He had dealt with his appointment in a few minutes, because he had received it from the administration in West Jerusalem and there was hardly any waiting time. With the administration in East Jerusalem, however, waiting times of over five hours were normal. We then moved a few streets further on to a falafell restaurant, to which Samer invited us, as he had eaten regularly in this restaurant before when he had worked in Jerusalem. Down in the restaurant was the bar behind which they worked and next to it only a narrow corridor. Samer was not only an old acquaintance with the employees, but he also met a former colleague in the rather small restaurant. At the back right a small narrow staircase led to the first floor, where we made ourselves comfortable at the row of windows (see below).

After the best falafels we had tasted in Palestine so far, we moved on to the Damascus Gate. On the way we already met the big, old city wall of Jerusalem, which today divides the city into the Israeli part in West Jerusalem and the Palestinian part in East Jerusalem, whereby the whole city is controlled by the Israeli army.

Arriving at the Damascus Gate, we filmed this, the lively hustle and bustle before and directly under the gate with our 360° camera. There were three hut-like viewpoints in front of the Damascus Gate, one on the left and one on the right side of the gate, next to the stone bridge leading into the gate. At first we were not sure if the soldiers would address us, because we always move away from our camera when we film, so that we are not visible on all shots, but the places we want to show. But nobody was bothered by our camera, only an Asian couple looked curiously before they continued to dedicate themselves to their Selfies. Our way led us through the Damascus Gate and then into the old town. Through narrow, built over or with cloths or tarpaulins overstretched lanes we ran past all kinds of spice, jewelry and souvenir dealers.

Shortly before the Church of the Holy Sepulchre we followed the stream of tourists through a narrow archway, which like an eye of a needle released the crowds into the forecourt of the Church of the Holy Sepulchre. On the square we filmed again with our camera, before we went into the church and took some pictures there as well. We kept the camera always well in view, because on this Sunday morning the church was flooded with tourists – there was nothing to see or hear of religious silence or even devotion anywhere.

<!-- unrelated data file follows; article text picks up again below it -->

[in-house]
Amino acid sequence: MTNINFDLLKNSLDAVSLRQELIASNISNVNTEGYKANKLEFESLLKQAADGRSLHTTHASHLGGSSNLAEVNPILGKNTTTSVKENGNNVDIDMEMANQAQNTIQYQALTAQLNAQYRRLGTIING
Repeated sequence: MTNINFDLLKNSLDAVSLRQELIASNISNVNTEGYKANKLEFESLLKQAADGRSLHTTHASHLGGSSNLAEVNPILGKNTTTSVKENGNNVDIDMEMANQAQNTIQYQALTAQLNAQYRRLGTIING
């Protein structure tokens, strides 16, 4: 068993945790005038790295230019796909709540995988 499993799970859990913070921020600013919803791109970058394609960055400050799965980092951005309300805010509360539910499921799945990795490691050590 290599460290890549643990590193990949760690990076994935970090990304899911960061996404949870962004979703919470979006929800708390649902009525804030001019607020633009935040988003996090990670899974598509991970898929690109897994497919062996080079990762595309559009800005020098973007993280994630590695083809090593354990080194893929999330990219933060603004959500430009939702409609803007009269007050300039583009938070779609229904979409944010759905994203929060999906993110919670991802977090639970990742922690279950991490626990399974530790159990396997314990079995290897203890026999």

Therefore we went from the washing stone to the shrine of the Ascension, pushed ourselves up to the crucifixion point and then went down again into the lower vaults, in whose place the Holy Helena Jesus cross should have been found.
After about an hour we stepped out again into the fresh air and went on through the narrow alleys. We went to Samers uncle, who owns a small bakery with a shop in the old town, where we were warmly welcomed and drank tea in a relaxed atmosphere. After the short break we walked on through the old town and arrived at a big old castle. We passed it, filmed at a place directly at the edge above a car tunnel and then went back to the old castle. It was called Davidszitadelle. We walked around the castle and went in to film there. At the entrance a security man checked our backpacks. When he saw our camera case in my backpack, he asked what it was. I told him it was a camera. He then asked further questions, Samer, who held our camera, opened the protective cover and showed it to the man. Samer later explained to me that the man said that you had to pay for shots with professional camera equipment, but we could get in with the small camera. He had only shown the security man a camera lens so that he would not get suspicious. We then paid admission at the reception and stepped out onto the wall paths in the inner courtyard. From above we could look into the castle courtyard, where art was exhibited in the form of metal males, between ruins reminiscent of small houses or corridors similar to those in the Colosseum. We then went up to the highest tower, because one should have a great view from there, as we had thought before. And we were not disappointed, the view over the old town of Jerusalem was madness (see below).

It was the perfect place to film over the rooftops of Jerusalem, and we did. With a view of the most important places and buildings of the monotheistic world religions on one side, and three large Israeli flags attached to the walls of the tower, as well as the modern office and hotel buildings on the other. After we had filmed enough up there, taken photos and enjoyed the view, we went back down to the wall corridors above the inner courtyard of the castle. We decided to leave David’s Citadel again and not visit any of the exhibitions in the large building as we still wanted to go to the Al Aqsa Mosque and the Wailing Wall for filming. So Samer led us in the direction of the mosque through the narrow streets again. When we turned to the mosque we saw a kind of checkpoint about 50 meters in front of us with a mobile barrier fence and five or six soldiers standing there. We stopped for a moment, but then went on to them and asked why the road to the mosque was blocked. They told us that visitors were only allowed to go to the mosque at certain times, otherwise only Muslims would be allowed. We decided to visit the mosque with the whole group and went back a few meters and around two corners to the entrance to the Wailing Wall.